Is an employer policy requiring bi-weekly testing for COVID-19 a reasonable exercise of management rights, or is such a policy an unreasonable infringement on the workers’ rights?
In Caressant Care Nursing & Retirement Homes and Christian Labour Association of Canada (Covid Testing Grievance), Labour Arbitrator Dana Randall found that such a policy was reasonable.
The decision at issue concerned a group grievance filed by the Christian Labour Association of Canada (“CLAC”), Local 303 on behalf of a number of its members working at a Caressant Care retirement home located in Woodstock, Ontario.
The grievance challenged the reasonableness of a unilaterally imposed policy requiring all staff at the Home to be tested for COVID-19 every two weeks. Essentially, the Employer took an Ontario government request or recommendation for retirement homes and converted it into a mandatory requirement, the elements of which are as follows:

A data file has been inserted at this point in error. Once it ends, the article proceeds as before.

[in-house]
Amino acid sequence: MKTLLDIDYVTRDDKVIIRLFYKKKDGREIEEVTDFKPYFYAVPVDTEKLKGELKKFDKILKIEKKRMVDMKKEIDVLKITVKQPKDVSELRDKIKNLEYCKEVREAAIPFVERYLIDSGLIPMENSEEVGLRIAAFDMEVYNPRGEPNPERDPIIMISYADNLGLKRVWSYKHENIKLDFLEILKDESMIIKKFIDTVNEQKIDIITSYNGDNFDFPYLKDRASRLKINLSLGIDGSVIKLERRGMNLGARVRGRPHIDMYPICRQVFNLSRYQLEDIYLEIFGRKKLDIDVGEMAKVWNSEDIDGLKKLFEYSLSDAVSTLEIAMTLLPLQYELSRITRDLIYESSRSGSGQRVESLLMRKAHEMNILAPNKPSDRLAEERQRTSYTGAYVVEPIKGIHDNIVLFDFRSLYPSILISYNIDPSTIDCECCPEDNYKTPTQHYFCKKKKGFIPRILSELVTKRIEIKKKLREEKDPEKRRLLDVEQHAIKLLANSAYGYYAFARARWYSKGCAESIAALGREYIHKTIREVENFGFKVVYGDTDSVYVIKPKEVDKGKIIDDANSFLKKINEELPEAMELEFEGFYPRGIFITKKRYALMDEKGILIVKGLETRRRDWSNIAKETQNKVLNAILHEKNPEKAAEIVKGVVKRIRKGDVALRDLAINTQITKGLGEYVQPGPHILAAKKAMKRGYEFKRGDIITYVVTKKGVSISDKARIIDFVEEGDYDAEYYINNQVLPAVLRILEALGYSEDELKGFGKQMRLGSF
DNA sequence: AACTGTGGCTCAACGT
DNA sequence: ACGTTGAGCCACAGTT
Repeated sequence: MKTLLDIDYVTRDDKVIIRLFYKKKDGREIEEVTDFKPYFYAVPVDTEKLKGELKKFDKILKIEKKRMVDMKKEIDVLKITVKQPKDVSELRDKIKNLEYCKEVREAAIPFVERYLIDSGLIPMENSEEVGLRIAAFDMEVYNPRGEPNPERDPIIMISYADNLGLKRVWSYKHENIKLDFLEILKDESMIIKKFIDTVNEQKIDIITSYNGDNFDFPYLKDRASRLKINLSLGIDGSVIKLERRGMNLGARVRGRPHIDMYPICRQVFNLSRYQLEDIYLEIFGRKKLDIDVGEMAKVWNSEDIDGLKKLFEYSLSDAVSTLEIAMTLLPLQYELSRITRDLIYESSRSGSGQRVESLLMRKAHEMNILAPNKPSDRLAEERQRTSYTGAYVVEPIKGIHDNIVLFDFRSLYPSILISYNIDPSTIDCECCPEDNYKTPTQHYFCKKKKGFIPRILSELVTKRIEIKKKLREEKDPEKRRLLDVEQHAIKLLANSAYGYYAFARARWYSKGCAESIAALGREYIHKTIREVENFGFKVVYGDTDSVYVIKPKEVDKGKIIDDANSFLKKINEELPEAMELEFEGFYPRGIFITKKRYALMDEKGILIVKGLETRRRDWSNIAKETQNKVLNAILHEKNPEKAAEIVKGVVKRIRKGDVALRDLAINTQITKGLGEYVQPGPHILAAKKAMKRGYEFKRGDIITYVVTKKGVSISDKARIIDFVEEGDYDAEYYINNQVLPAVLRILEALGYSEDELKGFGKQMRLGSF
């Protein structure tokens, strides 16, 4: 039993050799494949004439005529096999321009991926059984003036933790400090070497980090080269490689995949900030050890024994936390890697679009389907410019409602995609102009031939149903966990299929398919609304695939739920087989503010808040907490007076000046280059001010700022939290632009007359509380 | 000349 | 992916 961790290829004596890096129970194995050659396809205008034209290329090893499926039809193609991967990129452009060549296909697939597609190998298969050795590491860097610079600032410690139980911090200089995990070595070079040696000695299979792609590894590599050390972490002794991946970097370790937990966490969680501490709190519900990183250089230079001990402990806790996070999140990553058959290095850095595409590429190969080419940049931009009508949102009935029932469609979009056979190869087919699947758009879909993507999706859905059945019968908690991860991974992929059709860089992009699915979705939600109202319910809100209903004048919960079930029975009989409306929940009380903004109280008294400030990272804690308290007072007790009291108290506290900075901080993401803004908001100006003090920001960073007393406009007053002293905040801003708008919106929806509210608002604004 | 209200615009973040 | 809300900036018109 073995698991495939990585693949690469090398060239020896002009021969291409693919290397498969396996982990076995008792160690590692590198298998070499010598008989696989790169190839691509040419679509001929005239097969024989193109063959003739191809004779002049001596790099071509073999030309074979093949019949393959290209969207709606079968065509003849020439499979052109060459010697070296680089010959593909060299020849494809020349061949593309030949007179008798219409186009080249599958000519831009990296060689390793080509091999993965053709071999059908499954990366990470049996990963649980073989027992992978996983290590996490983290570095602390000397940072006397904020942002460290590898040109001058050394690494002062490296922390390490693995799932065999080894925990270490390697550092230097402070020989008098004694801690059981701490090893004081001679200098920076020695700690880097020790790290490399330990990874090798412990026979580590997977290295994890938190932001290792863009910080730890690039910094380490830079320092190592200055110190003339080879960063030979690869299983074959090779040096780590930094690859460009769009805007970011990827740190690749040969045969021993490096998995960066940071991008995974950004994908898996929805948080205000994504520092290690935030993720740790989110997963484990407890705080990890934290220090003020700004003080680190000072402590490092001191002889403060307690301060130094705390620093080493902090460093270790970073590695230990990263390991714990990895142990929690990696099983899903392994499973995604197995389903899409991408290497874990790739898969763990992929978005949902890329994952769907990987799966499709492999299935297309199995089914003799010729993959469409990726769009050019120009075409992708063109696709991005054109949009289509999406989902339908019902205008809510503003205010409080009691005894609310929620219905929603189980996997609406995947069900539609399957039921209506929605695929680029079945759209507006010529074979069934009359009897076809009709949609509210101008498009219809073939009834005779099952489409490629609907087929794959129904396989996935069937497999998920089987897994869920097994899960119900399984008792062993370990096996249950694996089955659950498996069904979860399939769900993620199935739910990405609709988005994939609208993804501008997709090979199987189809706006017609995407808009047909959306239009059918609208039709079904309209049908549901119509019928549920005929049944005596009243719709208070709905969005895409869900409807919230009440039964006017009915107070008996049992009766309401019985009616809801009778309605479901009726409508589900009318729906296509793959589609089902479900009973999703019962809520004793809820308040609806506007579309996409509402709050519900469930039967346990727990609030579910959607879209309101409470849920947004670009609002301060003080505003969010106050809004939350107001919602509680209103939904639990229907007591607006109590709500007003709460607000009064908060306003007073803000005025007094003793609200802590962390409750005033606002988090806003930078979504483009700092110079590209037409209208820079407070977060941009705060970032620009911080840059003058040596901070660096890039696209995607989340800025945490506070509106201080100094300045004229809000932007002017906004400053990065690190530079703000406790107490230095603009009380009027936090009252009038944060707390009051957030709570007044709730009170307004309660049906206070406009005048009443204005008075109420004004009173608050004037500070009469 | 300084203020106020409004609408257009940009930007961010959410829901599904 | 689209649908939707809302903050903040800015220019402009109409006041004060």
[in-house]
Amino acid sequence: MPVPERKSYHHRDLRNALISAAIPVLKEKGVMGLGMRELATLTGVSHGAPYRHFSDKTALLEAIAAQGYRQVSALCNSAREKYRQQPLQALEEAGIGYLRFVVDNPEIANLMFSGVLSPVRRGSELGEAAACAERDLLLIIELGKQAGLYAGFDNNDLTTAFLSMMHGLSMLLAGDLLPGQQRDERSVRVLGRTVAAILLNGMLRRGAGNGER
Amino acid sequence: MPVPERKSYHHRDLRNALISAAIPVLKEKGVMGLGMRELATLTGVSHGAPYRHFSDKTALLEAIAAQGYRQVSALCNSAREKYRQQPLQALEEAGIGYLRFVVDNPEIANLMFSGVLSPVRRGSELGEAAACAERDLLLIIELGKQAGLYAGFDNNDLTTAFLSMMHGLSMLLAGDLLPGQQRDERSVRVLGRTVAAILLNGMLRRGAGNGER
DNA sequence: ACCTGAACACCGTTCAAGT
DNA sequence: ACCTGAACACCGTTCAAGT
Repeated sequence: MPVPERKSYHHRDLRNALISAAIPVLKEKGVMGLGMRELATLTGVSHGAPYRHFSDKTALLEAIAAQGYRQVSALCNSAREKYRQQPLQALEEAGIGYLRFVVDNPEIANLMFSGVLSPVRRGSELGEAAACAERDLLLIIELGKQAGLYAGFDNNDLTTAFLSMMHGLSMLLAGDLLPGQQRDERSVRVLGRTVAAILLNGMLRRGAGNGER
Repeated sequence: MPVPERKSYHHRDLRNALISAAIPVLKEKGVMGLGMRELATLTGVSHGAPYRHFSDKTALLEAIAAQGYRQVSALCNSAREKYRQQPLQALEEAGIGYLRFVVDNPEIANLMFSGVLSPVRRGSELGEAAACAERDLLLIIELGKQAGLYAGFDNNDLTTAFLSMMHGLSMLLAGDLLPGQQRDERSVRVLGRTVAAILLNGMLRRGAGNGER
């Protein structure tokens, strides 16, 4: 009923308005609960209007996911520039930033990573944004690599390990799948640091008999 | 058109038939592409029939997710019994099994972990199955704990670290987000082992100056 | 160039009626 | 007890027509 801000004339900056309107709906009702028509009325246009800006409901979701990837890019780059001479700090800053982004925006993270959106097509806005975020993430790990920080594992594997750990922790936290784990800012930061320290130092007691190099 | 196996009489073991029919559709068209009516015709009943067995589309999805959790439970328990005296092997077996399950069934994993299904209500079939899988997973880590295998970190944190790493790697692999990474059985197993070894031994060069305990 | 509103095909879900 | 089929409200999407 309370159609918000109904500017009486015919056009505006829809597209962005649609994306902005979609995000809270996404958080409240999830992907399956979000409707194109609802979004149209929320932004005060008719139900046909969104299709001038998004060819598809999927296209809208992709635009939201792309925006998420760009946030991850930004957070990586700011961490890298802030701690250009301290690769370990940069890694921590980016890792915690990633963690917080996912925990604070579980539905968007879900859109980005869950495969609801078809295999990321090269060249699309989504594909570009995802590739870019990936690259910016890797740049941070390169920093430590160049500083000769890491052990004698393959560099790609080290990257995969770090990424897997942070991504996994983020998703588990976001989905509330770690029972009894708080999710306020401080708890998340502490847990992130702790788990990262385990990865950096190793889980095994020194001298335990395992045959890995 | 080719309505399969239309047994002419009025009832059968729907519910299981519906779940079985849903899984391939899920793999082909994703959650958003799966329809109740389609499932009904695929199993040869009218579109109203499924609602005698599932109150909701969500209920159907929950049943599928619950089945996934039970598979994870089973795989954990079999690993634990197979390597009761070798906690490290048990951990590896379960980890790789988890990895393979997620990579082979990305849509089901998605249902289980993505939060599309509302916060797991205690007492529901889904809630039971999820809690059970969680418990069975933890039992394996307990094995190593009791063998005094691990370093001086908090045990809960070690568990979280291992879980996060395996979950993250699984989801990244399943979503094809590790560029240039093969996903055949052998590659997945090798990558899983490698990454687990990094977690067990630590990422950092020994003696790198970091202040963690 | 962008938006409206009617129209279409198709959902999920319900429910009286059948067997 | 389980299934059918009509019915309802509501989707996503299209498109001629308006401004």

- All staff are to participate in ongoing COVID-19 surveillance testing conducted by nasal swab.
- Testing will be done every two weeks and include all individuals working in the retirement home (e.g., front-line workers, management, food service workers, contracted service providers, basic aids and guest attendants).
- Medical accommodations will be addressed on a case by case basis.
- A refusal to participate in the testing would result in the employee being held out of service, until such testing was undertaken.
Decision of the Arbitrator
In dismissing the union’s grievance, Arbitrator Randall wrote the following:
The parties argued this matter in the context of KVP (see KVP Co. Ltd. and Lumber & Sawmill Workers' Union, Local 2537 (1965), 16 LAC. 72 (Robinson). And, more specifically, the Union's argument is guided by the Supreme Court of Canada's endorsement of KVP in C.E.P, Local 30 v. Irving Pulp & Paper Ltd., 2013 SCC 34, which was an alcohol testing case.
KVP holds that a rule introduced by the employer without the Union's assent will give rise to discipline only if the rule meets the following criteria:
- it is consistent with the collective agreement;
- it is reasonable;
- it is clear and unequivocal;